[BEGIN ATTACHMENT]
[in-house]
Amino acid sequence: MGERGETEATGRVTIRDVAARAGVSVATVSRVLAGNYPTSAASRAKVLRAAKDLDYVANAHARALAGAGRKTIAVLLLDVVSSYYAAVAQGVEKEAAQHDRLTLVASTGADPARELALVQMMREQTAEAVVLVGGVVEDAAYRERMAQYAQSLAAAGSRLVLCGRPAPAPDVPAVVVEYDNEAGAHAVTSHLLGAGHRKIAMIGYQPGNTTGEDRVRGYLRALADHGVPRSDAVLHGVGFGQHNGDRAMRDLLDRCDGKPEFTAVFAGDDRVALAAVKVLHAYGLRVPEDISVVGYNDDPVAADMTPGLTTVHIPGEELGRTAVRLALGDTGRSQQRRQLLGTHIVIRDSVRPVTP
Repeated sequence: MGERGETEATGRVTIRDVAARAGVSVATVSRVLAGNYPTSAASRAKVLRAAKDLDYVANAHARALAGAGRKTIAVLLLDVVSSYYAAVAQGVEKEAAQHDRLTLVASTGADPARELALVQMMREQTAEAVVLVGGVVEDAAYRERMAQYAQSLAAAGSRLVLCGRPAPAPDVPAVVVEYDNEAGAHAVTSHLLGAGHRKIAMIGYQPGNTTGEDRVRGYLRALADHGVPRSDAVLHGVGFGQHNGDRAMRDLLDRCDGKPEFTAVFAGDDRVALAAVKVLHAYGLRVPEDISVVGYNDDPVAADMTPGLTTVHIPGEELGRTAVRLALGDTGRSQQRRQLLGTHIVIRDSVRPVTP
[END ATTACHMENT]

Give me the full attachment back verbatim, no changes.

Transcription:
[in-house]
Amino acid sequence: MGERGETEATGRVTIRDVAARAGVSVATVSRVLAGNYPTSAASRAKVLRAAKDLDYVANAHARALAGAGRKTIAVLLLDVVSSYYAAVAQGVEKEAAQHDRLTLVASTGADPARELALVQMMREQTAEAVVLVGGVVEDAAYRERMAQYAQSLAAAGSRLVLCGRPAPAPDVPAVVVEYDNEAGAHAVTSHLLGAGHRKIAMIGYQPGNTTGEDRVRGYLRALADHGVPRSDAVLHGVGFGQHNGDRAMRDLLDRCDGKPEFTAVFAGDDRVALAAVKVLHAYGLRVPEDISVVGYNDDPVAADMTPGLTTVHIPGEELGRTAVRLALGDTGRSQQRRQLLGTHIVIRDSVRPVTP
Repeated sequence: MGERGETEATGRVTIRDVAARAGVSVATVSRVLAGNYPTSAASRAKVLRAAKDLDYVANAHARALAGAGRKTIAVLLLDVVSSYYAAVAQGVEKEAAQHDRLTLVASTGADPARELALVQMMREQTAEAVVLVGGVVEDAAYRERMAQYAQSLAAAGSRLVLCGRPAPAPDVPAVVVEYDNEAGAHAVTSHLLGAGHRKIAMIGYQPGNTTGEDRVRGYLRALADHGVPRSDAVLHGVGFGQHNGDRAMRDLLDRCDGKPEFTAVFAGDDRVALAAVKVLHAYGLRVPEDISVVGYNDDPVAADMTPGLTTVHIPGEELGRTAVRLALGDTGRSQQRRQLLGTHIVIRDSVRPVTP